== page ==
Home Gaming PEGI responds to gambling-obsessed NBA 2K20 trailer

PEGI responds to gambling-obsessed NBA 2K20 trailer

2 min read

The latest trailer for NBA 2K20 showed off the game’s MyTeam mode and made excessive use of some heavy-handed gambling imagery.


Honestly, it’s a trailer only someone who’s been living in a cave the last two years could have produced. Despite the ongoing controversy and vitriol from the public towards “surprise mechanics”. The NBA 2K20 MyTeam trailer, which showed off the MyTeam game mode that allows players to form their own unique team of basketball stars obtained through randomised card packs was…well, let’s just say it wasn’t exactly ashamed of the model it was endorsing. In fact, the trailer almost made out like 2K20 was proud of the excessive use of gambling within the game. The trailer itself showed off the controversial card packs alongside a spinning wheel game, ball drop game and actual slot machines. Not exactly subtle.


The trailer obviously caused quite a stir, given the heated discussion regarding loot box mechanics as instruments of gambling yet that doesn’t mean the game’s going to receive any physical description in terms of age rating. According to a statement issued by PEGI, that’s Pan European Game Information for the nerds, stated that since the trailer and the in-game mechanics do not actually teach players how to gamble the game did not qualify for a “gambling” classification:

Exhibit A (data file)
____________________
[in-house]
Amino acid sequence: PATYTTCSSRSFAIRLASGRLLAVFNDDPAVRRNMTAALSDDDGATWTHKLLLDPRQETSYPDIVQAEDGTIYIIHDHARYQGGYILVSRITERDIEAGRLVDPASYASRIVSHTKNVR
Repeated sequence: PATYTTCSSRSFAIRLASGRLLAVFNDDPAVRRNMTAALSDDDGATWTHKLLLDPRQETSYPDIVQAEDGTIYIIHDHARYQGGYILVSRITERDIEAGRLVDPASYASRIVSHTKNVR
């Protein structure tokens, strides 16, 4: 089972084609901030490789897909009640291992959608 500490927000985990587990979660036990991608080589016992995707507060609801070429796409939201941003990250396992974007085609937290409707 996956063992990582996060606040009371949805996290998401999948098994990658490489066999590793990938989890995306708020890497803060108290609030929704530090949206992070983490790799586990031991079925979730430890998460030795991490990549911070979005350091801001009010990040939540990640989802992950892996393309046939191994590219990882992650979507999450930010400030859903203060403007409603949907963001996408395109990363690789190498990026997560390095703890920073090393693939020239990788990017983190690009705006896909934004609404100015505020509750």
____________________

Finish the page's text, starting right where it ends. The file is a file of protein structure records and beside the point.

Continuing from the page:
“The trailer includes imagery that is generally known from casinos (wheel of fortune, slot machines). Using this sort of mechanic to select an item, or character, or action by chance is not the same as teaching how to gamble for money in a casino. These differences currently prevent us from applying the gambling descriptor. But we are very aware that it may get too close for comfort for some people, and that is part of an internal discussion that PEGI is having for the moment.”


Which kinda strikes me as a huge loophole but PEGI is seemingly aware of this themselves given that they are supposedly having an “internal discussion” about the limitations to their guidelines. If anything this just muddies the water even further; legislation towards loot boxes and gambling mechanics in games are all over the place right now with some countries like Belgium banning them altogether and other countries requiring softer regulations that require publishers to disclose the contents of the boxes. Despite many being in agreement that loot boxes are a problem, the regulations surrounding them are still so confused and fragmented that it’s no wonder it’s taken so many countries so long to implement some kind of guideline.

Last Updated: September 2, 2019

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